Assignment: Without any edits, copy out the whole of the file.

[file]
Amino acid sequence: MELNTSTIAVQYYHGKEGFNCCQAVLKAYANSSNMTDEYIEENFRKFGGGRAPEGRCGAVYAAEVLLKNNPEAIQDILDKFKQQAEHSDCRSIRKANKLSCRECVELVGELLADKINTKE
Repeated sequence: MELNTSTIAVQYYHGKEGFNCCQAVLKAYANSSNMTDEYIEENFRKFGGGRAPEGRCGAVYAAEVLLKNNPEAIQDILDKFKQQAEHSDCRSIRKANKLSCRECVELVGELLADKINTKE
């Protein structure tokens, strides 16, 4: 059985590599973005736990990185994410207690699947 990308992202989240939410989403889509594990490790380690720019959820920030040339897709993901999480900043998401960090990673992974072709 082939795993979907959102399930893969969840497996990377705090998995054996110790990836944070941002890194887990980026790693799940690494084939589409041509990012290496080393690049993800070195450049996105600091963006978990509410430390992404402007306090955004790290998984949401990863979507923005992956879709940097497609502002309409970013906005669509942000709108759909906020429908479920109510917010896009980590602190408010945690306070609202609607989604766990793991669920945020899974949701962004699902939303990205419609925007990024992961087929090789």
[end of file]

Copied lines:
Amino acid sequence: MELNTSTIAVQYYHGKEGFNCCQAVLKAYANSSNMTDEYIEENFRKFGGGRAPEGRCGAVYAAEVLLKNNPEAIQDILDKFKQQAEHSDCRSIRKANKLSCRECVELVGELLADKINTKE
Repeated sequence: MELNTSTIAVQYYHGKEGFNCCQAVLKAYANSSNMTDEYIEENFRKFGGGRAPEGRCGAVYAAEVLLKNNPEAIQDILDKFKQQAEHSDCRSIRKANKLSCRECVELVGELLADKINTKE
């Protein structure tokens, strides 16, 4: 059985590599973005736990990185994410207690699947 990308992202989240939410989403889509594990490790380690720019959820920030040339897709993901999480900043998401960090990673992974072709 082939795993979907959102399930893969969840497996990377705090998995054996110790990836944070941002890194887990980026790693799940690494084939589409041509990012290496080393690049993800070195450049996105600091963006978990509410430390992404402007306090955004790290998984949401990863979507923005992956879709940097497609502002309409970013906005669509942000709108759909906020429908479920109510917010896009980590602190408010945690306070609202609607989604766990793991669920945020899974949701962004699902939303990205419609925007990024992961087929090789």